Steve Wonder was probably left speechless when, after his show at New York’s Copacabana venue in 1970, Miles Davis, who had been in the audience, walked up to him and uttered the immortal words, “I’m taking your fucking bassist.” Davis was notorious for stealing musicians from other bandleaders – just ask saxophonist Charles Lloyd, from whom Davis purloined Keith Jarrett and Jack DeJohnette, also in 1970 – and people rarely complained. When Miles called, musicians had to obey his command, and so it was with 19-year-old Michael Henderson, an R&B-oriented Detroiter who had also played bass for Queen of Soul, Aretha Franklin. Unlike Miles’s previous bassists, Henderson did not come from the jazz tradition, which was what the trumpeter sought for his new look band which gravitated more to funk than jazz. The young bass player stayed with Miles until 1975, contributing to a host of albums, including ‘On The Corner’ and ‘Get Up With It.’
With Miles retiring from music in ’75, Henderson was left looking for new opportunities and quickly found one when another eminent jazz man, drummer-turned-producer, Norman Connors, came knocking. Connors, who knew that Henderson was a good singer with a distinctive voice as well as top-notch bassist, recruited the 25-year-old for his next album which came to be called after a song Henderson wrote and sang – ‘You Are My Starship.’ It was a memorable smash hit and it resulted in Connors’ record company, Buddah, signing Henderson as a solo artist. Between 1976, Michael Henderson released seven LPs on Buddah, and scored eleven charting singles in the USA. All of them, along with key album tracks, can be found on this ace new anthology from SoulMusic Records.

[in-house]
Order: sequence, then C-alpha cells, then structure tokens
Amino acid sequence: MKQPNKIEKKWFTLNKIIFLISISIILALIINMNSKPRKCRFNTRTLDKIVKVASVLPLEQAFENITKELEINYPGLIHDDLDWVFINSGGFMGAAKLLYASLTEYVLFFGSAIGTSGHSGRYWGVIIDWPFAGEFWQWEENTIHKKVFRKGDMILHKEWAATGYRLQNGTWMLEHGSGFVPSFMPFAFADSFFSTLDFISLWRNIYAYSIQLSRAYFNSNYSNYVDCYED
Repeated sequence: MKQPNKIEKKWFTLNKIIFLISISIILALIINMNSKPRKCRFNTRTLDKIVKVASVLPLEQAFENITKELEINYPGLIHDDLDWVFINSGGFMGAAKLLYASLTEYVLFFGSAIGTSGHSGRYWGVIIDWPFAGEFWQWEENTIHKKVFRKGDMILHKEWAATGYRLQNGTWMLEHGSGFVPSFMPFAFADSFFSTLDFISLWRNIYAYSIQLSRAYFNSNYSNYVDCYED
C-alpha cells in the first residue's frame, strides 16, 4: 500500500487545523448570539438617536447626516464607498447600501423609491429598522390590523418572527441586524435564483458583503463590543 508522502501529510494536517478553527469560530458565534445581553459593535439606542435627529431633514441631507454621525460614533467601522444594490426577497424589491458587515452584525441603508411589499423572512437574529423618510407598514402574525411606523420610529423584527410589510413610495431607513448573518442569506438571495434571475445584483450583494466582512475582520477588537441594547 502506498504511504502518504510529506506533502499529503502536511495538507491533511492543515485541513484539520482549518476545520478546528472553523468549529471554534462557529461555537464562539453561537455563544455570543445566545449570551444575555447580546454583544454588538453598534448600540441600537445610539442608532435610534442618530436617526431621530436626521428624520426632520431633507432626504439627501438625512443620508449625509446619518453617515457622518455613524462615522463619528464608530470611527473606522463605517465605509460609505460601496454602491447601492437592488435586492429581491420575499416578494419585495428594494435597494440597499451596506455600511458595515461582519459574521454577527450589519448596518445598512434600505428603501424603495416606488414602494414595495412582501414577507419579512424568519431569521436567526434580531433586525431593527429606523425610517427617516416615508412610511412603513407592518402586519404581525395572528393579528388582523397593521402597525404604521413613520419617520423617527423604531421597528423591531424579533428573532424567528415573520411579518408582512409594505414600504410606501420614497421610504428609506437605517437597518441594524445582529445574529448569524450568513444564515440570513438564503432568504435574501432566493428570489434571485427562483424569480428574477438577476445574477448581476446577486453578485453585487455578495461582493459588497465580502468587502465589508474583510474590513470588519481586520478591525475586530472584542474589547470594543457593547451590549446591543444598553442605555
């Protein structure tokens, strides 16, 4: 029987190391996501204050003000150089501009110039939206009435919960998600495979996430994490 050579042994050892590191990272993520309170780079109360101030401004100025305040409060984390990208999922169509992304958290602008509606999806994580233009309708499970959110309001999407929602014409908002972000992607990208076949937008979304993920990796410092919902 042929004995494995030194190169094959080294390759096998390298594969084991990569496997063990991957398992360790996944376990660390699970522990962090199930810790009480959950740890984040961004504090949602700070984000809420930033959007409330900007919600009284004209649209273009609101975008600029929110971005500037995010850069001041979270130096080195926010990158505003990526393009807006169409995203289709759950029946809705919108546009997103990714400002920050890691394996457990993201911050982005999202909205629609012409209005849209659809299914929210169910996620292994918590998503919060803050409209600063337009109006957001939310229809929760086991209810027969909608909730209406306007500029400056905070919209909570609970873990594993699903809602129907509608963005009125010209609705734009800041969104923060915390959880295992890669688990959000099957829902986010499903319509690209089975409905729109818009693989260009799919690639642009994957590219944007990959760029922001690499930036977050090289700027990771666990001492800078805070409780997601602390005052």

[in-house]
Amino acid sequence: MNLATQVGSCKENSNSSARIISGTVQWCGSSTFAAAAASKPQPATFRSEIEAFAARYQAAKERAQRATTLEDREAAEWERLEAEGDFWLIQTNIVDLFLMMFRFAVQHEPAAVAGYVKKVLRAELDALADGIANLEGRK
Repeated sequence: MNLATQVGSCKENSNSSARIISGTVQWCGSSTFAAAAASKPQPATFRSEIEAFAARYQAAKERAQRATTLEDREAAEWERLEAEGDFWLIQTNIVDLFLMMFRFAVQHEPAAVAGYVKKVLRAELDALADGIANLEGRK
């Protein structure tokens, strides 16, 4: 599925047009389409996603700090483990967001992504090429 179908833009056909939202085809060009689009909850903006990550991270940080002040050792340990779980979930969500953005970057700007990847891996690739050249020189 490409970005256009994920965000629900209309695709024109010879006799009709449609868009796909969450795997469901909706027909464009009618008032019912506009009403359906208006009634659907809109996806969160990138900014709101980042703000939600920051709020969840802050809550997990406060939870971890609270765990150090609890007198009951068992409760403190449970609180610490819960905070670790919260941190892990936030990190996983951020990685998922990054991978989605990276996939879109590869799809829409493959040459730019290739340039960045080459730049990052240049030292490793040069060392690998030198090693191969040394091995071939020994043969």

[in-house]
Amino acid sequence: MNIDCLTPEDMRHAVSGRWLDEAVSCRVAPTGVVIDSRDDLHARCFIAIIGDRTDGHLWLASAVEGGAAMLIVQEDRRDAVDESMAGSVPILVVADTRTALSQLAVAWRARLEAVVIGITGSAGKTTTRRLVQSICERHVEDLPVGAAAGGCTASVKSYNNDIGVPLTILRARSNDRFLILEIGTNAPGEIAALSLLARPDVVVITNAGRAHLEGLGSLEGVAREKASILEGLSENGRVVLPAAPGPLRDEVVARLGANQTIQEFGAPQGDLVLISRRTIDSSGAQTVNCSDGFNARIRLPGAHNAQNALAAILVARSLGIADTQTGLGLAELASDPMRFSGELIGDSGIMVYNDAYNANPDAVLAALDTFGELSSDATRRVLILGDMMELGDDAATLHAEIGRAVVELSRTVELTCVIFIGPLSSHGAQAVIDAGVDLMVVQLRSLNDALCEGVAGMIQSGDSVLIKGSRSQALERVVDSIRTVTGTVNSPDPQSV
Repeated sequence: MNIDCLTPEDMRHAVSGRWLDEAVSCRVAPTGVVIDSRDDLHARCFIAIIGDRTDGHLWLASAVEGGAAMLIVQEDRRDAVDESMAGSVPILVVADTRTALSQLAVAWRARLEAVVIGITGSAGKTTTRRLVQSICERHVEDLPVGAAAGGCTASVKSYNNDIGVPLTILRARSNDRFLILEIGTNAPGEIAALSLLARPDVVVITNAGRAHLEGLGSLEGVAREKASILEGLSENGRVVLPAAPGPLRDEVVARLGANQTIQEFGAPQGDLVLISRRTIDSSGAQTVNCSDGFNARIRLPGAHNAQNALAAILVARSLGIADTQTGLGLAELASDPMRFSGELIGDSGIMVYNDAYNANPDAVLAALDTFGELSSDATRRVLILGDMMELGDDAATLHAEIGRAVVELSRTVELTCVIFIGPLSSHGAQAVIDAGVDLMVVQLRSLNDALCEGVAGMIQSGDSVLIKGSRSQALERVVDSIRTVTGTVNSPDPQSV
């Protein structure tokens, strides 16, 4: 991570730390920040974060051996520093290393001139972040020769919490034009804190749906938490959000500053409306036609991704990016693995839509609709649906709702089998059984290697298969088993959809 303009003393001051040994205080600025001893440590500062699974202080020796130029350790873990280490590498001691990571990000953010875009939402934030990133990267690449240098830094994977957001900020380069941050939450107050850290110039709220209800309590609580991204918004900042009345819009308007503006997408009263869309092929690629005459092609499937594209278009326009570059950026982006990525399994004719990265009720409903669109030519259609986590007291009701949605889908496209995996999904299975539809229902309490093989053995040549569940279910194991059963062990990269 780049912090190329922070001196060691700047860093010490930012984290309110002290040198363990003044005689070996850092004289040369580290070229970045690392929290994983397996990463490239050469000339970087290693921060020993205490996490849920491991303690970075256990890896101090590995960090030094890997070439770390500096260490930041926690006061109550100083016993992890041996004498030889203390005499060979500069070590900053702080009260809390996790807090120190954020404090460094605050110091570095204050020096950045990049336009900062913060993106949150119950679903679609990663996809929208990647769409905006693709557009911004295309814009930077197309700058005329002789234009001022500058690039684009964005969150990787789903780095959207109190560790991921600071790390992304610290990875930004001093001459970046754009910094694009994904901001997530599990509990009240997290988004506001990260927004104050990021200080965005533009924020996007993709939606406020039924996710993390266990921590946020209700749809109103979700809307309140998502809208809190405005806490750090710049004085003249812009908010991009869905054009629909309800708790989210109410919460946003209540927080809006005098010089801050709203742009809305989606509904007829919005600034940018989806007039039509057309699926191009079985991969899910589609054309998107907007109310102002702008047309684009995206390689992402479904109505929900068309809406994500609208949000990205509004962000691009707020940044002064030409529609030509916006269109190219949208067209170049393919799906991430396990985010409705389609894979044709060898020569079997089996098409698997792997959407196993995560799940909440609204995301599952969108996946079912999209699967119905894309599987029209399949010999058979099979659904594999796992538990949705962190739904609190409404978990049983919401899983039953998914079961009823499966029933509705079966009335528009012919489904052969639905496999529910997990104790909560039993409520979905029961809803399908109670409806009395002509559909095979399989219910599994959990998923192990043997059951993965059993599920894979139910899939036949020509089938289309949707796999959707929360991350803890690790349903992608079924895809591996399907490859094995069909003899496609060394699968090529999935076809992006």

It’s fitting, given that it changed people’s perceptions of Henderson and helped to launch his career as a singer, that this 2-CD set opens with Norman Connors’ classic ‘You Are My Starship.’ The retrospective also includes three duets that the singer recorded under Connors’ supervision – one with Jean Carn (‘Valentine Love’) and two with Phyllis Hyman (‘We Both Need Each Other’ and ‘Can’t We Fall In Love Again,’ which assisted in transforming Henderson into a romantic soul balladeer. Indeed, his biggest hit single, 1978’s ‘Take Me I’m Yours,’ which hit the US R&B Top 3, though credited solely to Henderson, was actually a duet featuring Rena Scott. It’s an anthemic song with a good groove and features terrific vocal performances from both singers. Henderson’s collaboration with the wonderful Roberta Flack, ‘At The Concert,’ an often overlooked lengthy jazz-infused album cut, is also included here (listen out for a delightful Miles Davis-esque muted trumpet solo from Marcus Belgraves).
Indeed, it’s fair to say that Henderson wasn’t a one-dimensional soul man and the proof of that comes in the shape of adventurous tracks like the instrumentals ‘Time’ – a slab of heavy funk-rock – and the bass-driven, fusion-esque ‘Solid,’ with its wild synth effects, both attest. But it’s hits that sell records and Henderson, despite going off piste on some of his self-produced LPs, had plenty of those. His second biggest, ’79’s ‘Wide Receiver,’ is another highlight on this collection, along with the slow ballad ‘Be My Girl,’ plus ‘Made It To The Top,’ ‘I Can’t Help It,’ ‘Prove It,’ ‘Reach Out For Me’ and his final Buddah smash, ‘Fickle.’ Totalling thirty-four songs, ‘Take Me I’m Yours’ offers a vivid and thoroughly enjoyable portrait of the versatile Motor City musician who’s still going strong today at the age of 68.